Citizens Question Corps' Plan To Charge For Water Storage
Dakota Digest - 08/28/2012
By Kealey Bultena
It’s the Army Corps versus upstream states again. At least that’s how it seemed at a meeting the Corps hosted in Pierre to discuss a proposal that charges South Dakota organizations for storing surplus water on the Missouri River. But South Dakotans say they’re not going to pay for water that’s already theirs.
Monday night’s meeting is clearly an Army Corps gathering. Pleasant greeters welcome people to the event. Hotel dining chairs sit in neat rows facing a presentation screen in front of a beige wall. Ice water and goblets perch on the far sides of the room; they go largely untouched.
A few dozen people linger along a display of foam board signs set up on thin easels. Several of them stop to ask representatives of the U.S. Army Corps of Engineers about the posters and the plan. Larry Janis is the project manager for the Surplus water reports. He’s the one with most of the answers.
"The first definition is water storage that was never developed as intended could be declared surplus," Janis says. "The second is where water storage for a current authorized purpose would be better used or more beneficial, is what the language says, for municipal and industrial water supply."
The Corps proposes charging upstream states for using that surplus water in storage.
JANIS: So we’ve been trying to answer those kind of questions, talk about how we came up with policy pricing and how the Secretary of the Army for Civil Works has really asked that we do rule-making nationwide to determine if that’s the right pricing policy to use, so that seems to be the dominant one right now.
BULTENA: It’s the how-much-is-this-going-to-cost-us question.
JANIS: Yeah. And actually it’s, the opinion we seem to be getting is that we shouldn’t be charged.
Right now, the Corps issues easements, and organizations utilize the water for free, but officials say a mandate from the Army Corps requires signed contracts for systems and cities to purchase the water storage. That doesn’t sit well with South Dakotans.
Dozens of people listen to the Army Corps’ presentation, and twenty-three of them walk up to the lectern, all to criticize the surplus water pitch. Terry Wootton works for BY Water headquartered in Tabor.
"Basically we provide water from about Irene to the Mitchell area and south to the Missouri River," Wootton says.
Under the Corps’ proposal, the water BY takes from Lewis & Clark costs the rural water system more than $174 for each acre-foot. Wootton multiplies that by the nearly two billion gallons customers use every year.
"So the cost to BY and our users would be about one million forty-five thousand dollars annually, so we really have a vested interest in what happens," Wootton says.
Remember, the Corps doesn’t currently charge BY Water anything, which means his system stares down an immediate expense of more than one million dollars a year. Wootton says organizations slapped with this charge have to raise water rates on customers. He doesn’t see another option.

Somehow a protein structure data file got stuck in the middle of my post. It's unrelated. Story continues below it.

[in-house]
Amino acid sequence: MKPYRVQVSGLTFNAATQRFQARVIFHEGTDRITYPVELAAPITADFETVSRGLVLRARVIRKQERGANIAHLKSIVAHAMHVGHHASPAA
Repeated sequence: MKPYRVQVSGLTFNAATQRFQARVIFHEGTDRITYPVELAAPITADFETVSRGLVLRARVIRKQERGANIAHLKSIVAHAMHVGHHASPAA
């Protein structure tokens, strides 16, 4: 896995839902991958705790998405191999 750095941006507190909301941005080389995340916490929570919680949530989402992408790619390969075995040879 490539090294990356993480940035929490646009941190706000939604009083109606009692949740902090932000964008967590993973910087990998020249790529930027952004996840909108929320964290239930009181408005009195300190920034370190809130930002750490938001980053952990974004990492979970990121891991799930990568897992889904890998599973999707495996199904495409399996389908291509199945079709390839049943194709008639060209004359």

Christopher Kraus says he’s worried about the proposed changes, even though his family apple orchard’s irrigation is exempt from the charge.
"We have 8000 trees. That’s a fact. We can’t go without the water," Kraus says.
Kraus says it may be the Corps’ current intent, but the plans don’t allow farmers who water crops truly escape any fees.
"In reality, in my reality, you can say okay this is what it’s going to be. But then if you have to go two miles to get it, that’s an expense for us to do that," Kraus says.
Bob Walters is a Cheyenne Sioux Tribal council representative. He removes the microphone from its stand when he addresses the Corps and the crowd. He preaches his message that the federal agency can’t control the Missouri River’s water, because it belongs to the tribe.
"I’m here as a tribal member but also as a river owner. I believe that we the tribes are the river owners,we have the senior rights to the river, and that we will not be charged for it," Walters says. "I feel that the Winters doctrine says it all which is a Supreme Court case that says that the Indian people have all the rights to the river and the water."
Nine Native American tribes exist in South Dakota, and several Indian Reservations include the Missouri River as a boundary. Walters says his tribe hasn’t been consulted by the U-S Army Corps of Engineers, despite a plan that affects the Cheyenne River Sioux.
"Anything the Corps of Engineers does to that river, they have a fiduciary duty to the other sovereigns – which is the tribes – and to do a government-to-government consultation. And that process has not happened," Walters says. "And they need to come to the tribes, and that doesn’t mean having a public meeting in Pierre, SD; Sioux Falls, SD; or Bismark, ND; Rapid City, SD or anywhere else. That’s where they come to our tribal government, and we do a consulation right there."
Walters’ comments aren’t geared toward Native Americans alone. He and other people say the Corps appears to have made its decision on charging to store Missouri River water, and the agency isn’t budging.
Army Corps officials say Monday’s meeting is an example of the process they use to include local, state, and tribal interests in planning changes along the Mighty Mo. But Corps officials didn’t answer questions or respond to testimony, so South Dakotans wait to find out whether their perspectives change the Corps’ proposals.
South Dakota Attorney General Marty Jackley attended the meeting. He says the discussion reaffirms his belief that the Corps’ plan isn’t legal, and he’s willing to take the federal agency to court if it implements the proposal to charge South Dakotans for Missouri River water storage.
Hear a conversation about the plan on Tuesday, August 28th's edition of Dakota Midday on SDPB Radio.
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